That’s almost that

Reaching my goal seems a little closer now

It took me longer than I wanted, but I finally finished the DREAMSHIP rewrite. 116 pages, which isn’t too bad. Now begins the editing phase, primarily of the second half.  I managed to trim about 7 pages for the first half, and hope to cut at least 4-5 this time around.

It bothers me that it won’t be ready for the Nicholl, but I’ve accepted it and moved on.

I’m also exploring the idea of sending it to a couple of professional script analysis firms. One of them might be ScriptQuack, especially since this rewrite was based on their suggestions for the previous draft.  I like the idea of getting some solid feedback, but I don’t know if I have it in me to go through another rewrite.  I like the idea of doing what I can with this and moving on, since LUCY is still waiting.

There’s something that’s been gnawing away at me inside for the past few weeks. I’ve noticed a unique writing style in a lot of recent scripts I’ve read; a lot of it really good.  My writing may not necessarily be as vivid as others, but it gets the point across. I try to use a little flair, but not enough so it distracts you from the story.  I’d rather let the story do its job than wow you with fancy-schmancy writing.

I’m also hoping that once the editing/polishing is done to fine-tune the logline and start sending out query letters. I did this before using a hard copy of the HCD, sending out about 200 email queries. It got the script optioned, which unfortunately didn’t lead to anything.  Maybe I’ll have better luck this time around.


Maybe next year

So close to being done, but just not enough

Based on my recent productivity, or lack thereof, I don’t think the DREAMSHIP rewrite will be ready for the Nicholl deadline.

At first I was pretty disappointed in myself. I’d set a goal, but fell short.

But while it’s taken longer than I wanted, I’d rather take the time to make sure it’s a solid piece of material, and not “good enough for now”.

And it didn’t help that my work schedule the last few weeks has been all over the map, which completely messed up my chance to just take some time to sit down and write. But it’s starting to calm down a bit, so I’ve been able to make a little headway. Latest example – 3 pages yesterday.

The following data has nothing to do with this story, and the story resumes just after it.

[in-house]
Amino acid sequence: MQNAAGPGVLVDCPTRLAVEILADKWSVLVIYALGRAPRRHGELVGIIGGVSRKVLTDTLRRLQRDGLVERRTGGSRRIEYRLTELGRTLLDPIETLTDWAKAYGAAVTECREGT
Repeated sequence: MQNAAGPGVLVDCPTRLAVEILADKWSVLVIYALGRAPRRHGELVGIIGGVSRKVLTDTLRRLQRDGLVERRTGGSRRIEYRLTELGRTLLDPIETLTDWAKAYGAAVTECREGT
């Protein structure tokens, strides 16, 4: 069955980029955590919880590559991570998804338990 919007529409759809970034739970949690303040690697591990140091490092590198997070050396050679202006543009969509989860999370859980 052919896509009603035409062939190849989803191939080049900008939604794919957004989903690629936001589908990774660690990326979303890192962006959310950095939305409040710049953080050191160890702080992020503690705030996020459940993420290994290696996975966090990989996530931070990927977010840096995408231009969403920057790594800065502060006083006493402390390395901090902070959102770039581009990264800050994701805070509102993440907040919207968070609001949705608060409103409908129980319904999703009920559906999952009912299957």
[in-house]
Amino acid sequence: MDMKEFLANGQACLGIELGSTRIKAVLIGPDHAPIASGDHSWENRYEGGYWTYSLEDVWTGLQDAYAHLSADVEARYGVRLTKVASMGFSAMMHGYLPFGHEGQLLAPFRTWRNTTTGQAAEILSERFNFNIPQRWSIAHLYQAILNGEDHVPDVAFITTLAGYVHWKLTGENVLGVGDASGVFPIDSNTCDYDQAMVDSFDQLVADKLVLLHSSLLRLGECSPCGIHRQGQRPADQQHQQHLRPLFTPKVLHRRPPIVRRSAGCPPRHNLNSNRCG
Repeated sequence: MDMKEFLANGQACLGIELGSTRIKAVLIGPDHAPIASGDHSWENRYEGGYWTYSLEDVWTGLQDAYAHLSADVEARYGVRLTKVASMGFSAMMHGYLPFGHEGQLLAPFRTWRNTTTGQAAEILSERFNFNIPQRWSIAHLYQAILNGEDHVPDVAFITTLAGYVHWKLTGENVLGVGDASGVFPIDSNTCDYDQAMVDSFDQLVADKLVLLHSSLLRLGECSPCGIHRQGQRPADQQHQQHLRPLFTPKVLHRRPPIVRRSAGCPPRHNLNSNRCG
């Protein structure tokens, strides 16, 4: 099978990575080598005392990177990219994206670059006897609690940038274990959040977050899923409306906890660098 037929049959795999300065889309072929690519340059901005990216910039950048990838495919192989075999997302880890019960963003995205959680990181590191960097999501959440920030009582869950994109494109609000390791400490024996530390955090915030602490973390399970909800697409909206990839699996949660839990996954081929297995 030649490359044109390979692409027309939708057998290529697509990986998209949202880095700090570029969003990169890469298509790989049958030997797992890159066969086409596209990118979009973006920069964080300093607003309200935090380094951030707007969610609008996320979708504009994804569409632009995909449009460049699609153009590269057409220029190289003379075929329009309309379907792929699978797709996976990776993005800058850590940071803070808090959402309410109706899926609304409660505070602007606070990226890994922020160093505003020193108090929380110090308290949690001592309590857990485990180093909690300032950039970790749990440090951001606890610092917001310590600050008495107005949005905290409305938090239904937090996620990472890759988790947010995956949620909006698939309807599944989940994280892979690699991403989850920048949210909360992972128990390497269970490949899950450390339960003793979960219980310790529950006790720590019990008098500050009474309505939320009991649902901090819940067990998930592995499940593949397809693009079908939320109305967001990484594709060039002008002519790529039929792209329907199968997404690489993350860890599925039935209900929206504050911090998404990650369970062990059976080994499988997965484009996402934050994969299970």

Besides, if things work out the way I’d like them to (re: agent, manager), I won’t worry as much about making next year’s deadline.

-In case you missed the most recent edition of The Script Adventurer!, it’ll be on again this Sunday at 7PM PST. I had the pleasure of talking with Danielle Corsetto, creator of the webcomic Girls With Slingshots. I got a very nice email from her afterward saying it was one of the most complimentary interviews she’d ever done, which I guess is saying something.

-Movie of the Moment – I forgot to post this last week, so another twofer.

-MONEYBALL (2011). Loved it. A great look at behind-the-scenes baseball. Especially poignant to me since my daughter loves the A’s. Very worthy of a Best Picture nomination; seemed more like that kind of movie than THE ARTIST or HUGO, which now come across as lighter, fluffier works.

-DRIVE (2011). Loved this too. An extremely quiet movie that simmers with suspense in a lot of scenes. Not as gory as I’d been led to believe, but a lot of make-you-squirm scenes both on- and off-camera. I was surprised Albert Brooks had such a small part, but I agree that by playing completely against type, he was (no pun intended) criminally overlooked for a Best Supporting Actor nomination.

1-2 sentences that say it all

Does your logline get the job done in 12 seconds or less?